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Hyperion Records

Click cover art to view larger version
Front illustration by Audrey Kellow (b?)
Track(s) taken from CDA67036
Recording details: December 1997
Henry Wood Hall, London, United Kingdom
Produced by Arthur Johnson
Engineered by Antony Howell & Julian Millard
Release date: June 1998
Total duration: 7 minutes 22 seconds

'Four delightful works. Music which is as easy on the ear as it is beguilingly performed. A magical disc ideal for unwinding after a long hard day at the chalk face' (Classic CD)

'An absolute must for every Françaix addict' (Fanfare, USA)

'An hour's worth of pure delight' (Hi-Fi News)

L'heure du berger

Les vieux beaux  [2'13]
Pin-up girls  [2'06]

Introduction  EnglishFrançaisDeutsch
In 1947 Françaix composed his delightful suite for piano and wind quintet L’heure du berger, subtitled ‘Musique de Brasserie’ in honour of a noted Paris restaurant. This was a kind of musique d’ameublement (‘background music’ might be an apt translation) score, such as was written in those days especially for Parisian fashion shows and the like, but—as one might expect from this fastidious composer—it is so well written that it stands independently as a highly appealing score. Technically, Françaix uses variation technique in this work, which falls into three short movements. The first opens humorously with clarinet and bassoon passing a simple phrase, one to the other, as if we had a maître d’ noted for his fun ushering us to our table. A faster new theme appears as the waiters busy about us before the opening idea returns. The central slow movement has a languid atmosphere, decorated with clarinet arabesques which gradually grow and proliferate in brilliance to create a vividly fascinating scene. The finale is a dazzling piece of much rhythmic subtlety; music which smiles throughout and is adorable in its tingling good humour before a scrap of a music-hall tune glides across the fabric of the score. The rhythmic luminosity of the music returns to end L’heure du berger in a riot of colour.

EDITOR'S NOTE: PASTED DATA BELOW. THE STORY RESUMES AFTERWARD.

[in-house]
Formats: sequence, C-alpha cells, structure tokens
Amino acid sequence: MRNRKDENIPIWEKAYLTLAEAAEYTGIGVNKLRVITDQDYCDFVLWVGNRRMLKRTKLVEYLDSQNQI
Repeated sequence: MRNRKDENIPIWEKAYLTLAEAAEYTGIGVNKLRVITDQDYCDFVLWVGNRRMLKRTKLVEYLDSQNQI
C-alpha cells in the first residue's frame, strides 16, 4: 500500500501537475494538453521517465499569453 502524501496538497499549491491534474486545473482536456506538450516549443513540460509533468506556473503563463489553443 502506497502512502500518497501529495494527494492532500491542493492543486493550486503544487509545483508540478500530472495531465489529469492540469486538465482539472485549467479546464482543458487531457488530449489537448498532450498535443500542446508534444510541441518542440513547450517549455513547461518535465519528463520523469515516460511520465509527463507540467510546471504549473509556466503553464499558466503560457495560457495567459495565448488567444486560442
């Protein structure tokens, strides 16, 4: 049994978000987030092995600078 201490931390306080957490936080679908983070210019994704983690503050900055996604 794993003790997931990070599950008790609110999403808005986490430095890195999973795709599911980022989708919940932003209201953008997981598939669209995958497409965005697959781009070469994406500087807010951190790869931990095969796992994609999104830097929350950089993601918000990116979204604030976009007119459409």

from notes by Robert Matthew-Walker © 1998

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